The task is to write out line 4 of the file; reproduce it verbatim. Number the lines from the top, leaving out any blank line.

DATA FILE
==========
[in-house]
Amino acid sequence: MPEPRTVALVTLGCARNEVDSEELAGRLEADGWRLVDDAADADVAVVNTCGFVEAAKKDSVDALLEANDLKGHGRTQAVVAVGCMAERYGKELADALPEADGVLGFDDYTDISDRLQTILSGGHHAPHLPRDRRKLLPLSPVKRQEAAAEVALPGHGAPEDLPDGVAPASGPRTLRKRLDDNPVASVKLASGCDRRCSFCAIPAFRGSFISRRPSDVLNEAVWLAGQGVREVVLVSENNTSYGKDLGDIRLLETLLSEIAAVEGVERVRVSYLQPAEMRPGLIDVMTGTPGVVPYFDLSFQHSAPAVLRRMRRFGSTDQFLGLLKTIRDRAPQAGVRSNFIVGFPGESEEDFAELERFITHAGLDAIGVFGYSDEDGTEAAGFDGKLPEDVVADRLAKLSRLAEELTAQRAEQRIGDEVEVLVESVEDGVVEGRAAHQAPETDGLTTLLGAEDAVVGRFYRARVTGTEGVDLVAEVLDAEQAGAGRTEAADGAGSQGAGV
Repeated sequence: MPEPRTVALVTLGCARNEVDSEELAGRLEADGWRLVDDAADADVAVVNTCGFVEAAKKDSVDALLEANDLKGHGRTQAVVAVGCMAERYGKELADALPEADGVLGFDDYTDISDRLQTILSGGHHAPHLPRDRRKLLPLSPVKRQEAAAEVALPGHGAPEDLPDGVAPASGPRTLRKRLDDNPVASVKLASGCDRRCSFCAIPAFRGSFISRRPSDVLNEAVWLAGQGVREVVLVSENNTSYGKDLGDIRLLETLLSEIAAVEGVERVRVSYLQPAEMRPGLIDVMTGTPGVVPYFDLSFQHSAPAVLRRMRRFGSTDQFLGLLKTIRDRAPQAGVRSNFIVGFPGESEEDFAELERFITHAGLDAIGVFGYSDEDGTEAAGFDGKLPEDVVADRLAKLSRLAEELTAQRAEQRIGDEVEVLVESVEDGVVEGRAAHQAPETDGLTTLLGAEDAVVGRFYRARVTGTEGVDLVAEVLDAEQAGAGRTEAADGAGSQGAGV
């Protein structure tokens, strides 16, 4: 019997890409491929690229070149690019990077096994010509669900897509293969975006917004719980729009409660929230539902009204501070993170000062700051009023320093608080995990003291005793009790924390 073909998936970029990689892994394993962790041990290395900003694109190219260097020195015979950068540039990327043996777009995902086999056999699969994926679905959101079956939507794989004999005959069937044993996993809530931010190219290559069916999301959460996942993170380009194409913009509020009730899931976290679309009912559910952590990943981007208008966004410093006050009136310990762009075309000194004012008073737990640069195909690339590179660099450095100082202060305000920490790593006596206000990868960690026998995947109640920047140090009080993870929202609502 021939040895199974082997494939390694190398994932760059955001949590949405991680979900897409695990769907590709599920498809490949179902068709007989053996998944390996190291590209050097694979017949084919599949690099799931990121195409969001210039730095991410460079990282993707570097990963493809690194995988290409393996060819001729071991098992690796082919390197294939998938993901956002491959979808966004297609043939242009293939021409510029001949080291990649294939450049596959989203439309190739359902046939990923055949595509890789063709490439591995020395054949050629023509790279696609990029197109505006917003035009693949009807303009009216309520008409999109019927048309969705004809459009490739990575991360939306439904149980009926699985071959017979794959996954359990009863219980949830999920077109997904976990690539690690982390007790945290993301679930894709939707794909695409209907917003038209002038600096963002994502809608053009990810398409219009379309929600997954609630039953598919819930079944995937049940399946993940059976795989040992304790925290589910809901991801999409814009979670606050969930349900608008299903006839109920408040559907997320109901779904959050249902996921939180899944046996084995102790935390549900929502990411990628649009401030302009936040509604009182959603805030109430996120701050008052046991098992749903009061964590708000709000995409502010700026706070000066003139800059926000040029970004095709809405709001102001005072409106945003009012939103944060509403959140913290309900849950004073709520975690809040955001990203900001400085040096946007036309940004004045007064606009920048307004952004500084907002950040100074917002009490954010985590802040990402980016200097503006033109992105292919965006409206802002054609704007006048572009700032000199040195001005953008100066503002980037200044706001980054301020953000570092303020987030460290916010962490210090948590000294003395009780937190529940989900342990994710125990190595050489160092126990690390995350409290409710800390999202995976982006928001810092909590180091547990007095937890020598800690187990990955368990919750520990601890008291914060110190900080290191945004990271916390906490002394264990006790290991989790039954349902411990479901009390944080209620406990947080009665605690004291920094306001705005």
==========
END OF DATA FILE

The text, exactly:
């Protein structure tokens, strides 16, 4: 019997890409491929690229070149690019990077096994010509669900897509293969975006917004719980729009409660929230539902009204501070993170000062700051009023320093608080995990003291005793009790924390 073909998936970029990689892994394993962790041990290395900003694109190219260097020195015979950068540039990327043996777009995902086999056999699969994926679905959101079956939507794989004999005959069937044993996993809530931010190219290559069916999301959460996942993170380009194409913009509020009730899931976290679309009912559910952590990943981007208008966004410093006050009136310990762009075309000194004012008073737990640069195909690339590179660099450095100082202060305000920490790593006596206000990868960690026998995947109640920047140090009080993870929202609502 021939040895199974082997494939390694190398994932760059955001949590949405991680979900897409695990769907590709599920498809490949179902068709007989053996998944390996190291590209050097694979017949084919599949690099799931990121195409969001210039730095991410460079990282993707570097990963493809690194995988290409393996060819001729071991098992690796082919390197294939998938993901956002491959979808966004297609043939242009293939021409510029001949080291990649294939450049596959989203439309190739359902046939990923055949595509890789063709490439591995020395054949050629023509790279696609990029197109505006917003035009693949009807303009009216309520008409999109019927048309969705004809459009490739990575991360939306439904149980009926699985071959017979794959996954359990009863219980949830999920077109997904976990690539690690982390007790945290993301679930894709939707794909695409209907917003038209002038600096963002994502809608053009990810398409219009379309929600997954609630039953598919819930079944995937049940399946993940059976795989040992304790925290589910809901991801999409814009979670606050969930349900608008299903006839109920408040559907997320109901779904959050249902996921939180899944046996084995102790935390549900929502990411990628649009401030302009936040509604009182959603805030109430996120701050008052046991098992749903009061964590708000709000995409502010700026706070000066003139800059926000040029970004095709809405709001102001005072409106945003009012939103944060509403959140913290309900849950004073709520975690809040955001990203900001400085040096946007036309940004004045007064606009920048307004952004500084907002950040100074917002009490954010985590802040990402980016200097503006033109992105292919965006409206802002054609704007006048572009700032000199040195001005953008100066503002980037200044706001980054301020953000570092303020987030460290916010962490210090948590000294003395009780937190529940989900342990994710125990190595050489160092126990690390995350409290409710800390999202995976982006928001810092909590180091547990007095937890020598800690187990990955368990919750520990601890008291914060110190900080290191945004990271916390906490002394264990006790290991989790039954349902411990479901009390944080209620406990947080009665605690004291920094306001705005």